Fiona Apple - Fetch the Bolt Cutters
May 29, 2020
fetch the bolt cutters is one of fiona apple's best works, if not the best. its closest relative in the fiona apple discography is her 2012 "the idler wheel". both albums feature disjointed and experimental instrumentals with an emphasis on percussion. though the percussive elements are way more in-your-face on this album than on idler wheel. but where idler wheel was emotionally intense with it's bitter vocal performances and despondent lyrics, fetch the bolt cutters features much more emotional variety. there are songs where the classic fiona apple virulence is present (for her, newspaper, etc.) along with songs where fiona puts herself in a much more relaxed emotional role, like the song "rack of his" which discusses themes of being used and treated like an object, however fiona portrays a more optimistic outlook on the subject: "And I've been used so many times, I've learned to use myself in kind". another example being the song "ladies" which also has a more optimistic outlook on the world of relationships. i believe the songs message of not letting the fuck-ups of men destroy friendly relationships with other woman is a very intelligent stance, and one that is conveyed very coherently. in my opinion, the more relaxed sentiments and the loose, jam session-y vibe of the instrumentals makes the more emotionally intense moments of the album that more powerful. "for her" is one of the most chilling songs in her entire discography because of this reason, along with just how well made the song is in general.
these moments are only heightened by fiona apple's phenomenal vocals. she definitely is one of those performers where you can tell in the skill of her voice that she's been in the game for a long time. her performances are tight, controlled, and packed with emotions. the vocals on the title track of the album feature a very wordy, almost spoken word like quality. considering fiona is known for her intelligent, sharp, and perceptive lyrics, this is a vibe that suits her very well. the title track also is very introspective, along with the track "shameika" which is a personal favorite of mine. shameika features a very chaotic and almost unsettling piano melody and subtle, thumping drums in the background. the chorus also features the iconic line "Shameika said I had potential" which is super quotable and i will repeat it probably for the rest of time. the feel of this album is a change in pace, in my opinion, from fiona apple's earlier work. where the idler wheel gave off vibes of a tortured artist channeling her piano as a speeding semi-truck, hitting everything that gets in its way, the optimistically introspective tone of the lyrics and the relaxed vibe of the instrumentals makes fiona come off as wise and confident as ever, sometimes even coming off as a mother/teacher figure. though the album can definitely tense up when it needs to.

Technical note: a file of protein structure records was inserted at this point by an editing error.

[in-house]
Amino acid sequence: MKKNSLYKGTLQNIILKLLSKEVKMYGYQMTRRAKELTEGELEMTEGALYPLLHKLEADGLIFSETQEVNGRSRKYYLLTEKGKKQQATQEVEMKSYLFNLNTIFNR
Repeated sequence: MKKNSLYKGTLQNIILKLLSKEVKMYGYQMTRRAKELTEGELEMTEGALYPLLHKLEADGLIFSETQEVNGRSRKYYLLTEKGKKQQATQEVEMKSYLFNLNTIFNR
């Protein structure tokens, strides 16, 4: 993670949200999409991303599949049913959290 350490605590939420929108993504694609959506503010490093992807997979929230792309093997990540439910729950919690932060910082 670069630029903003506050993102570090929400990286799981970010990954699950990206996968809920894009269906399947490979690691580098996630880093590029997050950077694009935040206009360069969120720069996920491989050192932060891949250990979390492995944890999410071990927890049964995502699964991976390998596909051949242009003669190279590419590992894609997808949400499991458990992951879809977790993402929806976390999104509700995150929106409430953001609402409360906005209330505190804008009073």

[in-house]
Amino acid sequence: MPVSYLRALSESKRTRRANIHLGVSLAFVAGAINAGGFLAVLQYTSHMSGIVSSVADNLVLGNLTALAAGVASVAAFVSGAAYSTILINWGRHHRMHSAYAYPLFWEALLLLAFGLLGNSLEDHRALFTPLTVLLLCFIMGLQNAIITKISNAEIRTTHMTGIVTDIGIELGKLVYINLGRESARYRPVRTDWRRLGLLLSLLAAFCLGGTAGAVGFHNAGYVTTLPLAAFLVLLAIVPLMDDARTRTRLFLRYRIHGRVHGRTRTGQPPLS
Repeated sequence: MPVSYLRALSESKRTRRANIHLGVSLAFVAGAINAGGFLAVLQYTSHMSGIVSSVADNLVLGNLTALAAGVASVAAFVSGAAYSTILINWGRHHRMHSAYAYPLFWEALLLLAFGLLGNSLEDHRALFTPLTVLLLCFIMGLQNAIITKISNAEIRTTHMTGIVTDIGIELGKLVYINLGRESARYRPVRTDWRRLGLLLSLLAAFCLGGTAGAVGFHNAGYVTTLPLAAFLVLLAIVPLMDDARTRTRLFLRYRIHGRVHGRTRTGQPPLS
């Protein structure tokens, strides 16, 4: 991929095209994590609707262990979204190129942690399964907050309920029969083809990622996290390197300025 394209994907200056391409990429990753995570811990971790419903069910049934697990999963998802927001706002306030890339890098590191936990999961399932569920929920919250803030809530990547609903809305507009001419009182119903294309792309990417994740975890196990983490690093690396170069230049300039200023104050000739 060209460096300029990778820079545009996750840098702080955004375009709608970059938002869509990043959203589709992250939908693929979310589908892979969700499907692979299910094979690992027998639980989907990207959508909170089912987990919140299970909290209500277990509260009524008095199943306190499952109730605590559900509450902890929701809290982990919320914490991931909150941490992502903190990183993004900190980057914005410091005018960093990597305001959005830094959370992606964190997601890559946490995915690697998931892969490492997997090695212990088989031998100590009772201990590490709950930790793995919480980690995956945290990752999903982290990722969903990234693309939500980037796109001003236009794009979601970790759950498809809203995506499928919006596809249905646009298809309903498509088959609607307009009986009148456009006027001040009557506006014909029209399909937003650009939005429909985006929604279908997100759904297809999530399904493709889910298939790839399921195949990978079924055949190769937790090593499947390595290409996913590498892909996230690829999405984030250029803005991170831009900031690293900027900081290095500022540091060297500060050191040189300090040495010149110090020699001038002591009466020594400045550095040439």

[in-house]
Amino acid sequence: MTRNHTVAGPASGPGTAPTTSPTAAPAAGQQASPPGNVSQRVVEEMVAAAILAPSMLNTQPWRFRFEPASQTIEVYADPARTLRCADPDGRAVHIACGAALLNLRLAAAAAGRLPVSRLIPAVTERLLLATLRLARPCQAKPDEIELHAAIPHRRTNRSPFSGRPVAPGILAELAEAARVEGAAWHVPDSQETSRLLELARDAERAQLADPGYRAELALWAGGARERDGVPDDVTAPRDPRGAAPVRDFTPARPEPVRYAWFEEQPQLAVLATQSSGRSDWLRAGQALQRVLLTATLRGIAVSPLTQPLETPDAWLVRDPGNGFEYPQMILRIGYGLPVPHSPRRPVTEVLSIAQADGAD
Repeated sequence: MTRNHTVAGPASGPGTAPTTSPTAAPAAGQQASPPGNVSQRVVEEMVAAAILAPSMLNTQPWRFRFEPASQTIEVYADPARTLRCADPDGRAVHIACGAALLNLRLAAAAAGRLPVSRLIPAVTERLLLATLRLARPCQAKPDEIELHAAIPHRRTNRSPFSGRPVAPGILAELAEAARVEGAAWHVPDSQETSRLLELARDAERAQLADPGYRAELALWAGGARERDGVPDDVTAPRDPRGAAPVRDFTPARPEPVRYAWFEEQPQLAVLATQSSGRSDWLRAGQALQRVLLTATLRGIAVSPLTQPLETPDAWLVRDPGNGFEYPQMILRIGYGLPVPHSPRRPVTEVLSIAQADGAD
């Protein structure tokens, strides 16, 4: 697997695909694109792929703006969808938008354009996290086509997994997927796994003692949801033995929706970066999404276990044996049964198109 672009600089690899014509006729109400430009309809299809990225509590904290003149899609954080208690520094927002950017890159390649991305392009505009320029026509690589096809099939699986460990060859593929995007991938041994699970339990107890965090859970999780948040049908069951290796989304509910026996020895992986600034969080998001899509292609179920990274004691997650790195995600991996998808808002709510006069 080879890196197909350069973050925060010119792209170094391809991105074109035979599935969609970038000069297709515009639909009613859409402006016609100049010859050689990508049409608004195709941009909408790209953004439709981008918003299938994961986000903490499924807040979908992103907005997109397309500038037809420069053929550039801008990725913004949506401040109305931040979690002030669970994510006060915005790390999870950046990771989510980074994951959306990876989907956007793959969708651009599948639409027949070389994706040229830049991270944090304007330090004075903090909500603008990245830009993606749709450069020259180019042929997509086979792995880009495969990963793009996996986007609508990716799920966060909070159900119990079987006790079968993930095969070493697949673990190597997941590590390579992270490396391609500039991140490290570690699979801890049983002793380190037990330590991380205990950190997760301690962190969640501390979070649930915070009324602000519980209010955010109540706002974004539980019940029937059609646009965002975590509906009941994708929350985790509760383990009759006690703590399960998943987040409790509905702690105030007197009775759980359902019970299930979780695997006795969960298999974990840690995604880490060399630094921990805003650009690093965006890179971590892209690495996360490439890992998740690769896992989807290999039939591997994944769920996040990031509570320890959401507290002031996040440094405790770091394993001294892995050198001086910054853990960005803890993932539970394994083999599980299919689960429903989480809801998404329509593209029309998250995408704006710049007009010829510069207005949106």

"under the table" is a song on this album that i feel obligated to mention, considering it is one most unmistakably fiona apple songs of her entire career, and has some of her most empowering lyrics: "Kick me under the table all you want, I won't shut up, I won't shut up".
i feel like my enjoyment of this album is mostly a "right place/right time" kind of thing. this is, to me, the definitive quarantine album, even down to the fact that the whole thing was recorded in fiona's home. i think the defiant and confident lyrics mixed with the themes of shuffling through old memories of school and past relationships (something that i'm also doing currently) makes for a cathartic soundtrack to these uncertain times. i find the album very comforting, in a strange way.
one thing that should not go unspoken of is the production on this album. it's clean but still raw. the strange unruly percussion sounds and the lingering synth-like sounds hanging around in the air of some songs gives this album a very earthly feel.
the lack of structure might be a turn off for some people, i've heard complaints of this album feeling dragged on. i understand but i certainly disagree. the lack of structure is what gives the album an almost improvisational, jam session like quality as i mentioned earlier, a vibe that is unique to fiona's discography and fits really well with her sound. plus, in my opinion the strength of the hooks and melodies on this album make up for the lack of structure, like on the song "relay". it's not going to be something that everyone will gravitate to and it could kill the enjoyment of the album for you.
i do truly believe this album is a 10/10 because every negative i can think of is either a nitpick or works as a positive. some of my favorite tracks that i didn't mention before include "i want you to love me", one of fiona's best opening tracks. the way that piano glides through the track is beautiful and the lyrics like "I've waited many years, Every print I left upon the track has led me here" build up so much justified hype for the album that's about to come. this song is also a very interesting insight on how fiona views writing music and her career and i'm all for it. "cosmonauts" is one of the more structured songs on the album and it has a beautiful build up and wonderful wall of synths carrying the track. "drumset" has a very catchy melody and it's been stuck inside my head since i heard it

Favorite Tracks: I Want You To Love Me, Shameika, Fetch the Bolt Cutters, Under the Table, Relay, Ladies, Cosmonauts, Drumset
Least Favorite Tracks: N/A
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May 29, 2020
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